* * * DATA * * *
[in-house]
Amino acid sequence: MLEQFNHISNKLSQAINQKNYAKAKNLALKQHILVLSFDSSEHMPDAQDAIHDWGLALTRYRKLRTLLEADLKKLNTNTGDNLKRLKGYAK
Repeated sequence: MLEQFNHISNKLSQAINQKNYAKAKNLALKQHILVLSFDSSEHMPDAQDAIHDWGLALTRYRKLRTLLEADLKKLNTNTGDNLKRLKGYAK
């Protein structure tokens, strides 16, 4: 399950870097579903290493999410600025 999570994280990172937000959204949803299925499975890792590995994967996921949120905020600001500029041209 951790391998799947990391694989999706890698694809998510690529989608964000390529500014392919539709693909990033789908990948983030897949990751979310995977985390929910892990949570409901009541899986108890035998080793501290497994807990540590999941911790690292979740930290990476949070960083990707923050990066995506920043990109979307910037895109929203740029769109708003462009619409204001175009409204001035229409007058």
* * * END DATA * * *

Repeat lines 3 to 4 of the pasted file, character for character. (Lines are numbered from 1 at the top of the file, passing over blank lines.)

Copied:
Repeated sequence: MLEQFNHISNKLSQAINQKNYAKAKNLALKQHILVLSFDSSEHMPDAQDAIHDWGLALTRYRKLRTLLEADLKKLNTNTGDNLKRLKGYAK
């Protein structure tokens, strides 16, 4: 399950870097579903290493999410600025 999570994280990172937000959204949803299925499975890792590995994967996921949120905020600001500029041209 951790391998799947990391694989999706890698694809998510690529989608964000390529500014392919539709693909990033789908990948983030897949990751979310995977985390929910892990949570409901009541899986108890035998080793501290497994807990540590999941911790690292979740930290990476949070960083990707923050990066995506920043990109979307910037895109929203740029769109708003462009619409204001175009409204001035229409007058």